I don’t look for fantastic flavor profiles with dry herb vaporizers, because the flavor is usually decided by the type of material you put inside and even then, there aren’t many flavor varieties to choose from. But concerning vapor production and the overall sweetness and texture of the vape, the Linx Gaia has that in spades.
The direct hit quartz chamber pushes through all the flavor and clean vapor taste. It made all the difference by heating up the material from all sides and therefore ensuring a consistent and flavorful cloud.
The air that gets pushed through the chamber doesn’t pass through the electrical system itself so you won’t register any metallic or other off-flavors.
How It Stacks Up
As far as dry herb vaporizers go, the Linx Gaia reminded me a lot of the Herb-E from Mig Vapor that is another portable and easily concealable device. The Gaia has a much more powerful battery and does offer several different temperature settings, to the two settings the Herb-E offers on its mod.
With the up and down control panel, you can easily calibrate an ideal temperature for your vape, while with the Herb-E you’re only left with two choices. The Herb-E does not have an all-quartz heating chamber but still manages to impress with its cloud and flavor production. Again, the power and sleekness of the Gaia take the day.
Linx Gaia Specifications
|Type:||Dry Herb Vaporizer|
|Temp Settings:||200–428°F (93–220°C)|
|Heat-up time:||10-30 seconds|
Pros & Cons
Much like its extracts cousin, the Ares, the Gaia impresses on both an aesthetic and technical level. It’s an elegant, compact device with a significant amount of power in the palm of your hand. It provides great heating potential in a device made with premium materials.
After all these great elements came together – powerful battery, air-insulated electronics, quartz chamber – I was still not so impressed by the Gaia’s flavor production. The “clean” vape, if you will, might have sanitized the flavor right out of my dry herbs and made it lose some of its full-bodiedness.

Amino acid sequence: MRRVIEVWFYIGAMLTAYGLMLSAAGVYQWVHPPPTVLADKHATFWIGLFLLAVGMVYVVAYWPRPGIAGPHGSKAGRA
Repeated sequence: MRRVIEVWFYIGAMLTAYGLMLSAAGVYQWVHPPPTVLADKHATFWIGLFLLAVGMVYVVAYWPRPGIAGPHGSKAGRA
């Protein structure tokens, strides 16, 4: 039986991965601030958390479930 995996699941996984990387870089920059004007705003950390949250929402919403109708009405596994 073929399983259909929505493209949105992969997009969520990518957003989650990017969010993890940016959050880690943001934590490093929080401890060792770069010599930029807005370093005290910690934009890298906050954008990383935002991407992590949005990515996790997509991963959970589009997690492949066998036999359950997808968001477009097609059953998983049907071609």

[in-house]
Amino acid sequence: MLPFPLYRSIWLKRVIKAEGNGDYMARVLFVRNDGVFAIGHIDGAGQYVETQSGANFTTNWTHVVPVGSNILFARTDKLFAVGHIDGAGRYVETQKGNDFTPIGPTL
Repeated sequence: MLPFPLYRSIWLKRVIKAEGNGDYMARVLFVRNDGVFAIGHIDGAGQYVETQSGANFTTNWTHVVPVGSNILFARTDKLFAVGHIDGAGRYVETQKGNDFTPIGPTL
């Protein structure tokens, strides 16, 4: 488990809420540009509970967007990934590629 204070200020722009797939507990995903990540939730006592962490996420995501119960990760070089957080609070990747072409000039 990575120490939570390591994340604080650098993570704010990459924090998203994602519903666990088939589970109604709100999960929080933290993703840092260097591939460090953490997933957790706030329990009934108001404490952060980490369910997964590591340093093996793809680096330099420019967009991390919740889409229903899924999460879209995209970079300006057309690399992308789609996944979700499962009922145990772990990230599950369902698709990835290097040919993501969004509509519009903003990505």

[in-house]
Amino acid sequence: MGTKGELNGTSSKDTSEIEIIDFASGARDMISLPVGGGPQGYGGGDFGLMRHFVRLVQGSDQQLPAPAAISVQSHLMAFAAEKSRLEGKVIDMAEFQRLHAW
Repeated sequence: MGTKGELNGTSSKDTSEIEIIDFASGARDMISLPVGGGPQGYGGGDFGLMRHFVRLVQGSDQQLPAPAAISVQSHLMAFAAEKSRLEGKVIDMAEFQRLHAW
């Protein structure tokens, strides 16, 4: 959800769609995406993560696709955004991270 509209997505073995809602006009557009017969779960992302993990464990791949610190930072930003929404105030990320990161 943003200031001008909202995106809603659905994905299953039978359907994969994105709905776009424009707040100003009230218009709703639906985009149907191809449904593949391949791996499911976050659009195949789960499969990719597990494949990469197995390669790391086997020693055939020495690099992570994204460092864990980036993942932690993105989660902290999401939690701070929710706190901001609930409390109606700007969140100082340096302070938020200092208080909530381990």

Making a mod from premium, durable materials ensures better performance and a long-lasting machine. The Linx Gaia has both of those things, especially with the all-quartz chamber. The body itself is compact and can still impress with its finer elements.
The 2200mAh battery is an exception for this kind of mod at this size. It doesn’t overburden the machine, but it provides it enough power to perform consistently well, while also allowing you to precisely follow your temperature levels.
The Linx Gaia, along with the rest of the mods available from Linx, is fast becoming my vape mod of choice. I get excited to see what Linx comes out with next. They make great mods in every sense of the word, from a technical standpoint to a design standpoint.
The Gaia continues that tradition as the Linx dry herb vaporizer that has a combined conduction/convection heating chamber made entirely of quartz. The mod is sexy-looking and also finely made.
And there’s only so much praise I can lavish on one mod and one company, so I’ll just finish by saying for its price and compactness, the Linx Gaia is certainly something to keep in mind if you are looking for a sleek and dependable flower burner.
I give the Linx Gaia an esteemed 8/10.